After the Civil War, America was ready to rebuild, put down roots, and establish a more solid and permanent built environment. But from an architectural perspective, the American landscape had so far been composed for the most part of copies of Old World forms: colonial Georgian churches, neoclassical public buildings, and Victorian homes.
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Onto this stage stepped Henry Hobson Richardson, an American architect who had trained in Paris at the Écoles des Beaux-Arts. Richardson would become the first “starchitect” of his time, known for reinterpreting European forms and styles, especially the medieval Romanesque buildings of France, Spain, and Italy.
For Trinity Church in Boston, Richardson infused the Romanesque tradition with fresh ideas to create something new and distinctly American: Richardsonian Romanesque architecture.
When Trinity Church was being restored in 2004, the restoration team found something very interesting behind a painted panel high above the sanctuary. Geoffrey Baer caught up with restoration architect Jean Carroon to get the story. Watch here.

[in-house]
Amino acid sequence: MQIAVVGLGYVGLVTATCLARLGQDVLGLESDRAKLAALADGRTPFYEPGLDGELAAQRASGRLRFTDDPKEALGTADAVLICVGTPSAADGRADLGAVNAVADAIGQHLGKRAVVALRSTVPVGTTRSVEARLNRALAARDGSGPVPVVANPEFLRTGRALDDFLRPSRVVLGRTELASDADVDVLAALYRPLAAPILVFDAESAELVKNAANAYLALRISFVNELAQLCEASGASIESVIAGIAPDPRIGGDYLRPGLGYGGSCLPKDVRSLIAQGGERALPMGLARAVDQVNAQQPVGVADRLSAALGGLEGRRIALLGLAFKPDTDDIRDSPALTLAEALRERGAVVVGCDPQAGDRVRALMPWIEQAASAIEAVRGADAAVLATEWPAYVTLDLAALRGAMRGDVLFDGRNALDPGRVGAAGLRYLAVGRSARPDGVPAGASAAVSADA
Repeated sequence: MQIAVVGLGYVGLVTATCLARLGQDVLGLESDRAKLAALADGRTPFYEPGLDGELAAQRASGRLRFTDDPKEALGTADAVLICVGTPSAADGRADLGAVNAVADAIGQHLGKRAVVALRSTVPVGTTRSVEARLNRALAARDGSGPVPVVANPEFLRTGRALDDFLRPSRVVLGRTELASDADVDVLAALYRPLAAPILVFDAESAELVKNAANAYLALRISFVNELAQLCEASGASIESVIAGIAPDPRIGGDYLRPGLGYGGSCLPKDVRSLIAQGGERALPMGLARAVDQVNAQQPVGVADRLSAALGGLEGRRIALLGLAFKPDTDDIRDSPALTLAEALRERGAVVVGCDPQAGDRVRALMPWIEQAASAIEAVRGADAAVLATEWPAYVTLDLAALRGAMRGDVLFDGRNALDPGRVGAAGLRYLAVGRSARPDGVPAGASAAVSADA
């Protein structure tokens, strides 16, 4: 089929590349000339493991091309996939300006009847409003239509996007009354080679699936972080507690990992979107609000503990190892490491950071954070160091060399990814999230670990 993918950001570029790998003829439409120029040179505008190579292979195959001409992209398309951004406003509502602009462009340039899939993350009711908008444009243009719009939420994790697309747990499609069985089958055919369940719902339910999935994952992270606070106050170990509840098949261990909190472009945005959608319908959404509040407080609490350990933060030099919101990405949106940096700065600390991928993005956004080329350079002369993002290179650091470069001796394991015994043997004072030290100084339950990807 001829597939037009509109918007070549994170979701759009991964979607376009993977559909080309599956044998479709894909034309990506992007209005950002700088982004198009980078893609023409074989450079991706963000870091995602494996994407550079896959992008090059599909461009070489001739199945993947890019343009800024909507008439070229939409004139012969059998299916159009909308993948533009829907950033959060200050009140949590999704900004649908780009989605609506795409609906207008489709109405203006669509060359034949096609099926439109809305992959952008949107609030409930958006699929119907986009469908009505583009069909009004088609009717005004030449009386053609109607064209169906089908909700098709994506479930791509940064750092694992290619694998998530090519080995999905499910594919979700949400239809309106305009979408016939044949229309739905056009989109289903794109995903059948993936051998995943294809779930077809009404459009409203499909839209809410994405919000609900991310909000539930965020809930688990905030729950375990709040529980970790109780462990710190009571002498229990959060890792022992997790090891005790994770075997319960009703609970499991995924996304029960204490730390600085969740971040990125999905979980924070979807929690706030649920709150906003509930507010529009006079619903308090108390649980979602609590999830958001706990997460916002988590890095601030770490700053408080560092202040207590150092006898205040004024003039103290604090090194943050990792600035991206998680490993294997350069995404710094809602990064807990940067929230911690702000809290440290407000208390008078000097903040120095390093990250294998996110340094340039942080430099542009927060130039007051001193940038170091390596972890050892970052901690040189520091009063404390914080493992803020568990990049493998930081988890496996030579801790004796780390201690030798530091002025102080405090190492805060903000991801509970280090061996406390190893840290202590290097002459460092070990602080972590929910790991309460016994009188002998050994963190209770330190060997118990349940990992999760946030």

With its heavy walls of rough-faced stone, rounded arches, and massive towers, Trinity Church heralded a muscular and bold new style. Inside, an innovative open-format layout, together with stunning murals and stained glass windows overseen by (and in several cases created by) artist John LaFarge, further sealed Trinity Church’s status as an American masterpiece.
The Richardsonian Romanesque influence was soon felt in cities throughout the growing country. Richardson’s ideas went on to influence a generation of American architects, including Louis H. Sullivan and Frank Lloyd Wright, as they created a new American architecture.
Boston Public Library
Just across Copley Square from Trinity Church sits another very notable structure: the 1895 Boston Public Library building, designed by Charles Follen McKim to be a “palace for the people.” Check out Bates Hall, a gorgeous and iconic reading room in the tradition of great European bibliothèques; the Abbey Room, with its murals depicting Arthurian legends; and extensive third-floor murals by American painter John Singer Sargent. A 1972 addition to the library was designed by Philip Johnson.
The Freedom Trail
Trinity Church sits near some of the most significant sites in America’s early history. To learn more, walk the Freedom Trail, a 2.5-mile route covering 16 sites related to the American Revolution. The self-guided walk (delineated by a red brick or painted line along the sidewalk) takes two to three hours; guided tours are also available.